ApplicationArea = All;

                    trigger OnAction()

                    begin

                        Message(‘This button would send something.’);

                    end;

                }

            }

        }

        var

            rawHTML: Text;

    }

     

    And Pag5093-Ext73001.AddHTMLSend.al:

    pageextension73001 AddHTMLSend extends“Segment List” // 5093

    {

        actions

        {

            // Add changes to page actions here

            addlast(Processing)

            {

                action(“Send HTML Email”)

                {

                    ApplicationArea = All;

                    RunPageOnRec = true;

                    RunObject = page“SendHTML”;

                }

            }

        }

    }

     

    Now hitting F5 will run the solution with your extension installed and active. I’ve noticed that here and there I sometimes have to force refresh my browser to see the changes, but that’s no big deal (Ctrl+F5 and it’s fine).

    Great, the page exists and is working. Now let’s do more interesting things with it.

    Building the Control Add-In Wrapper

    Javascript control add-ins in NAV/BC are a little strange to work with. We need a couple of JS files to start with: one that is our Startup script, and one that is our Wrapper around our Angular solution. Angular does a LOT of change detection and all sorts of magic with execution zones that NAV/BC does not know about or need to care about, so this will be a sort of API for AL to talk to Angular. We’ll also need an AL file to define the controladdin for other parts of the AL Extension to interact with.

    I found the Javascript Add-In documentation a little sparse, but between a few blog posts, this seems to be the right structure to aim for based on what we have:

    Open up our startup.js file and add this extensive pile of code:

    init();

    Microsoft.Dynamics.NAV.InvokeExtensibilityMethod(“ControlReady”,[]);

    init() will be a function in our Wrapper. The 2nd line is a super important concept. This is how JavaScript fires an event to NAV. (I feel less bad about sometimes calling it NAV if they still refer to it that way in their functions.) The params are Name, Param. More on this later, but understand that we have to asynchronously fire an event at NAV from Javascript, and in NAV, we’ll have to listen for it.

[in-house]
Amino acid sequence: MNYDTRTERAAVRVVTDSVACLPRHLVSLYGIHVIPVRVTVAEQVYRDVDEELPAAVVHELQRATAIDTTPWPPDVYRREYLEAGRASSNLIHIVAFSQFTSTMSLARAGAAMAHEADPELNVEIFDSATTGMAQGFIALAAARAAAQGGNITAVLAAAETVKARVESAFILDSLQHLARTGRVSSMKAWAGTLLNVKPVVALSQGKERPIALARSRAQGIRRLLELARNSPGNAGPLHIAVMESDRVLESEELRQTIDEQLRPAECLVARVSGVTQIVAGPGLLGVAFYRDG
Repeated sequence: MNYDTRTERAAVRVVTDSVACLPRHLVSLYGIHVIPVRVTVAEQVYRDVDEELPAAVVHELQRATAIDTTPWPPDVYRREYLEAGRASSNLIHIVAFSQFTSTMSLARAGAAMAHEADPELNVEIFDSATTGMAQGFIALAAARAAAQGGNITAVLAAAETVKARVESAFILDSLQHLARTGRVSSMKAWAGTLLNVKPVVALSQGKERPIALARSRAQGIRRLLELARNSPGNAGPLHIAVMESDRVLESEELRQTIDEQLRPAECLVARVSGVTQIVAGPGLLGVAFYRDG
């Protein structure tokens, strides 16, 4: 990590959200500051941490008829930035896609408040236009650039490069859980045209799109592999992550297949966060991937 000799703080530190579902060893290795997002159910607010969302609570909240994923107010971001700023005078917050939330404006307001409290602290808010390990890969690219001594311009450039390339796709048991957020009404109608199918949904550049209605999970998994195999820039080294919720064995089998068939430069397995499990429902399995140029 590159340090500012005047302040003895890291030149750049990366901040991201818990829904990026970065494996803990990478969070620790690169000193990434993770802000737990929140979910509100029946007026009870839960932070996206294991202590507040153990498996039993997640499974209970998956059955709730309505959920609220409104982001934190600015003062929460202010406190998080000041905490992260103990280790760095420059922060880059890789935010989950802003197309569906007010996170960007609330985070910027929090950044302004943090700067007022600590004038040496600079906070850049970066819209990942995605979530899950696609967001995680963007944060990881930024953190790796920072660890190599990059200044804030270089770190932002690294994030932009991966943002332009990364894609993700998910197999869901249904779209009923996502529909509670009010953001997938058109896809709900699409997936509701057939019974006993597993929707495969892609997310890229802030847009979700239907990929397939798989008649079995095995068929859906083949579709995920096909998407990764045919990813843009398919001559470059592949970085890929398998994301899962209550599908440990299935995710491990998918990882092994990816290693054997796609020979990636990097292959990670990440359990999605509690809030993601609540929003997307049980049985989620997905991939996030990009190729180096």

Open AngularWrapper.js now and define a basic function:

    function init() {

    }

     

    Now, a core understanding: Control Addins don’t have any HTML file, only what is generated at runtime by the Web Client. This means we must add HTML with Javascript. This will be a problem soon when we bring in our Angular app, which is going to check the DOM for where it should exist and the DOM is basically empty.

    Next, open up HTMLEditor.al and use the tcontrolpanel snippet to get a massive pile of settings. We’ll replace that with

    controladdin HTMLEditor

    {

        RequestedHeight = 300;

        MinimumHeight = 300;

        MaximumHeight = 300;

        RequestedWidth = 700;

        MinimumWidth = 700;

        MaximumWidth = 700;

        VerticalStretch = true;

        VerticalShrink = true;

        HorizontalStretch = true;

        HorizontalShrink = true;

        Scripts =

            ‘res/ControlAddin/Script/AngularWrapper.js’;

        StartupScript = ‘res/ControlAddin/Script/startup.js’;

        event ControlReady();

    }

    This won’t do much, but we can test that the Control Addin works by listening for the ControlReady event in AL.

    Back in the Pag73000.SendHTML.al file, we can now add our usercontrol to the layout, like so:

    layout

        {

            area(Content)

            {

                group(Editor)

                {

                    /* Our new code */

                    usercontrol(“HTMLEditor”;HTMLEditor)
                    {

                        trigger ControlReady()

                        begin

                            Message(‘Control Addin HTMLEditor Ready’);

                        end;

                    }

                }

            }

        }

    Now if you hit F5 to Debug the solution, possibly with a browser force-refresh (Javascript is often cached), you should get this message:

    Connecting the systems

    OK, so, if you skipped ahead, dropped the JS and CSS files from your Angular into the Control Addin folders, added all three JS files to your AL file, ran the Extension, and looked at the Console errors, you’d see this mess:

    Or more likely, you’d see this baffling error stack:

    Two different errors I’ve mentioned our need to avoid.

    In the former, our Angular is looking for <app-root> in the HTML, which won’t exist. The latter is because the three Angular scripts MUST load in the right order, in serial not parallel.

    If we just add the following JS to init(), we can solve the first issue, right?

        vardiv = document.getElementById(‘controlAddIn’);

        div.innerHTML += ‘<app-root></app-root>’;

    (Note: the autogenerated HTML has a DIV with the ID controlAddIn so we can do this sort of DOM modification.)

    This adds <app-root>, so we’re done, right? No, you’ll get the same error. All the javascript scripts are run in parallel (or so immediately that it functionally is parallel). So, while init() is busy adding things, Angular is already failing.